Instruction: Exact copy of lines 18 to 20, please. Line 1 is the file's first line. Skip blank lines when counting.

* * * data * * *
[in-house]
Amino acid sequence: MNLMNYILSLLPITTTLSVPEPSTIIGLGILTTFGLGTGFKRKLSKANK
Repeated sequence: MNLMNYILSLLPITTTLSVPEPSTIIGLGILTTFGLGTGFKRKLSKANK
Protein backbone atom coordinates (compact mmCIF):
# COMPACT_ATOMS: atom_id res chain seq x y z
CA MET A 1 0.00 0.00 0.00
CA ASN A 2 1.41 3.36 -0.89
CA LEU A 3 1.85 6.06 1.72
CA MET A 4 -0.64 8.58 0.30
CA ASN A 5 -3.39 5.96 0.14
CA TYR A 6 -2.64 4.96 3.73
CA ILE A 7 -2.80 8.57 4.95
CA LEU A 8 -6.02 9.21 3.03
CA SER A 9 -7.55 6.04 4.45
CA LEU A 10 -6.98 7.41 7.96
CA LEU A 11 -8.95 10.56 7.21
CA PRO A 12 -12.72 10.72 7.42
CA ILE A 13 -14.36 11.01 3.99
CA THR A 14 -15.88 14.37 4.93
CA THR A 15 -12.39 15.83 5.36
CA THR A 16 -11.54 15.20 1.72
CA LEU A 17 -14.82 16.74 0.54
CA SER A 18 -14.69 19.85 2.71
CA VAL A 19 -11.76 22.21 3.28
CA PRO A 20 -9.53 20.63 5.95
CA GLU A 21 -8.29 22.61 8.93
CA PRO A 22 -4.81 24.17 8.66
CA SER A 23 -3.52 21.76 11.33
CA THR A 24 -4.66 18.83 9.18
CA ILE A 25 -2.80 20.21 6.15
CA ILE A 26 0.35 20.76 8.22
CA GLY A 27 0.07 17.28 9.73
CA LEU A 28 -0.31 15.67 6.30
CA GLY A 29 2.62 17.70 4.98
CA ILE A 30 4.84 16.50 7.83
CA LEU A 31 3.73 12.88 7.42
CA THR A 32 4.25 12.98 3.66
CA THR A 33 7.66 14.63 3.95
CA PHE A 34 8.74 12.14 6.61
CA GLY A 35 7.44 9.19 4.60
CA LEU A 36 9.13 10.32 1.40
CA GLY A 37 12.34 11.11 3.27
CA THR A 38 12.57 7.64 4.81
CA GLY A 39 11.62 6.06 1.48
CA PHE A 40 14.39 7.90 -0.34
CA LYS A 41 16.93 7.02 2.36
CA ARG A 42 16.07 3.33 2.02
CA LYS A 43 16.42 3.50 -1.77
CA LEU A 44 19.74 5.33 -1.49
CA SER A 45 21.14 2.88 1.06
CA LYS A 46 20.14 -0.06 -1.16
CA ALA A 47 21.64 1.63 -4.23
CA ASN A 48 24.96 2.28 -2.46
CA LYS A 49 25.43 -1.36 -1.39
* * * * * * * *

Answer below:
CA ILE A 13 -14.36 11.01 3.99
CA THR A 14 -15.88 14.37 4.93
CA THR A 15 -12.39 15.83 5.36